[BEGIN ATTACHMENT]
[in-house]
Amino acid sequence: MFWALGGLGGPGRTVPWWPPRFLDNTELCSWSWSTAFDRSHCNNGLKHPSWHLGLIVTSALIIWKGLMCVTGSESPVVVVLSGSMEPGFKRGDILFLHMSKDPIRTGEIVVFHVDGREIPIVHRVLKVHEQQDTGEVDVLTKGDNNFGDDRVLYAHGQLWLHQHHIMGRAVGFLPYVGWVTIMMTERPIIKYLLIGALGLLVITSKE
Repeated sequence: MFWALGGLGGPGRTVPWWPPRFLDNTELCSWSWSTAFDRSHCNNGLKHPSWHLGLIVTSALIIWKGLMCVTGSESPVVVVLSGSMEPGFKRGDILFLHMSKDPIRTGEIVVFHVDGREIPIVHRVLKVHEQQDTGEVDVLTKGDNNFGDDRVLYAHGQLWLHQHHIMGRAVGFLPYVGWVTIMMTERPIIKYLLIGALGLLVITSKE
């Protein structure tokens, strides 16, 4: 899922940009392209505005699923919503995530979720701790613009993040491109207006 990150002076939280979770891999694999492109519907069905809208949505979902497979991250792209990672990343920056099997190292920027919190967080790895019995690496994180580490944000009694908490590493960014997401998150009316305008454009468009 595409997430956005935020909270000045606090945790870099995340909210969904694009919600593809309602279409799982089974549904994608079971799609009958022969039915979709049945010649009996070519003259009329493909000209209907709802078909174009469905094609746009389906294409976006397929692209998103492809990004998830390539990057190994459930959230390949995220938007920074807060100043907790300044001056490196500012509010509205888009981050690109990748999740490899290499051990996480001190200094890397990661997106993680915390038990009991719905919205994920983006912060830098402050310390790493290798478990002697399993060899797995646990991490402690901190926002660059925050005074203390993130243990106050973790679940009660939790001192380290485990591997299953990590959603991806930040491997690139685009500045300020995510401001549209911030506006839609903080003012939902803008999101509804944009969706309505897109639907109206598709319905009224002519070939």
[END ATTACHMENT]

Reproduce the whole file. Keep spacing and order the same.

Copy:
[in-house]
Amino acid sequence: MFWALGGLGGPGRTVPWWPPRFLDNTELCSWSWSTAFDRSHCNNGLKHPSWHLGLIVTSALIIWKGLMCVTGSESPVVVVLSGSMEPGFKRGDILFLHMSKDPIRTGEIVVFHVDGREIPIVHRVLKVHEQQDTGEVDVLTKGDNNFGDDRVLYAHGQLWLHQHHIMGRAVGFLPYVGWVTIMMTERPIIKYLLIGALGLLVITSKE
Repeated sequence: MFWALGGLGGPGRTVPWWPPRFLDNTELCSWSWSTAFDRSHCNNGLKHPSWHLGLIVTSALIIWKGLMCVTGSESPVVVVLSGSMEPGFKRGDILFLHMSKDPIRTGEIVVFHVDGREIPIVHRVLKVHEQQDTGEVDVLTKGDNNFGDDRVLYAHGQLWLHQHHIMGRAVGFLPYVGWVTIMMTERPIIKYLLIGALGLLVITSKE
């Protein structure tokens, strides 16, 4: 899922940009392209505005699923919503995530979720701790613009993040491109207006 990150002076939280979770891999694999492109519907069905809208949505979902497979991250792209990672990343920056099997190292920027919190967080790895019995690496994180580490944000009694908490590493960014997401998150009316305008454009468009 595409997430956005935020909270000045606090945790870099995340909210969904694009919600593809309602279409799982089974549904994608079971799609009958022969039915979709049945010649009996070519003259009329493909000209209907709802078909174009469905094609746009389906294409976006397929692209998103492809990004998830390539990057190994459930959230390949995220938007920074807060100043907790300044001056490196500012509010509205888009981050690109990748999740490899290499051990996480001190200094890397990661997106993680915390038990009991719905919205994920983006912060830098402050310390790493290798478990002697399993060899797995646990991490402690901190926002660059925050005074203390993130243990106050973790679940009660939790001192380290485990591997299953990590959603991806930040491997690139685009500045300020995510401001549209911030506006839609903080003012939902803008999101509804944009969706309505897109639907109206598709319905009224002519070939």